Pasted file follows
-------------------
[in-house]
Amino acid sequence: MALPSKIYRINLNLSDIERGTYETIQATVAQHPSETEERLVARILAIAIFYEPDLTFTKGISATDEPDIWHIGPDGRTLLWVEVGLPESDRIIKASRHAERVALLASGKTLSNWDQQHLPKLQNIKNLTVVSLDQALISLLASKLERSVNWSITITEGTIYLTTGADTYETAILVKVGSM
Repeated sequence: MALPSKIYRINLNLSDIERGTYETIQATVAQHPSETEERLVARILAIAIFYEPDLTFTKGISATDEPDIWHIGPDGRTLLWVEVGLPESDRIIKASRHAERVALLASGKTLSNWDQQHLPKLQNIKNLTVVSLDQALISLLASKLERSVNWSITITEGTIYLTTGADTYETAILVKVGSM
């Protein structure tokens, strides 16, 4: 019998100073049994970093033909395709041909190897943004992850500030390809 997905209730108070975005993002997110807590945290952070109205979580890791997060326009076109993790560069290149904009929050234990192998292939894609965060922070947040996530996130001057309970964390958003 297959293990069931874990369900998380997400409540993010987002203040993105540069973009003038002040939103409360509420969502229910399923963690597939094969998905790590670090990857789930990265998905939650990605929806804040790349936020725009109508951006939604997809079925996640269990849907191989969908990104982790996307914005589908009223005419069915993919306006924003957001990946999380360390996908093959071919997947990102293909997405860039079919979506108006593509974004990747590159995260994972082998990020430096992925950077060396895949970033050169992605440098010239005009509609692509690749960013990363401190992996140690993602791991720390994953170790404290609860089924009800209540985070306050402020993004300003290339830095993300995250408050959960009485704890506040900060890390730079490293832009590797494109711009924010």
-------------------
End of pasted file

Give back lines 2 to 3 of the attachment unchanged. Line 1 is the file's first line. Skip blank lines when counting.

Amino acid sequence: MALPSKIYRINLNLSDIERGTYETIQATVAQHPSETEERLVARILAIAIFYEPDLTFTKGISATDEPDIWHIGPDGRTLLWVEVGLPESDRIIKASRHAERVALLASGKTLSNWDQQHLPKLQNIKNLTVVSLDQALISLLASKLERSVNWSITITEGTIYLTTGADTYETAILVKVGSM
Repeated sequence: MALPSKIYRINLNLSDIERGTYETIQATVAQHPSETEERLVARILAIAIFYEPDLTFTKGISATDEPDIWHIGPDGRTLLWVEVGLPESDRIIKASRHAERVALLASGKTLSNWDQQHLPKLQNIKNLTVVSLDQALISLLASKLERSVNWSITITEGTIYLTTGADTYETAILVKVGSM